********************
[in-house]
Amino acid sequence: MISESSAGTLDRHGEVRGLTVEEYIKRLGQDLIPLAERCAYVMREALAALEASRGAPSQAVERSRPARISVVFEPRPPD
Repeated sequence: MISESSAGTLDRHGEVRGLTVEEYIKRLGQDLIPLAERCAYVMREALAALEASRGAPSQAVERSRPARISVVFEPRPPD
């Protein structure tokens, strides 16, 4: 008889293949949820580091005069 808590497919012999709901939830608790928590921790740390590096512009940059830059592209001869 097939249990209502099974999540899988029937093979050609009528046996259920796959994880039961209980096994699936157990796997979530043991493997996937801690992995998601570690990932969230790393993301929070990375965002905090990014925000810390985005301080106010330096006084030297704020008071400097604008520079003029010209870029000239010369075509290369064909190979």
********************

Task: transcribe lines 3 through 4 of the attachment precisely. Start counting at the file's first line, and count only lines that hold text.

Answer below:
Repeated sequence: MISESSAGTLDRHGEVRGLTVEEYIKRLGQDLIPLAERCAYVMREALAALEASRGAPSQAVERSRPARISVVFEPRPPD
């Protein structure tokens, strides 16, 4: 008889293949949820580091005069 808590497919012999709901939830608790928590921790740390590096512009940059830059592209001869 097939249990209502099974999540899988029937093979050609009528046996259920796959994880039961209980096994699936157990796997979530043991493997996937801690992995998601570690990932969230790393993301929070990375965002905090990014925000810390985005301080106010330096006084030297704020008071400097604008520079003029010209870029000239010369075509290369064909190979």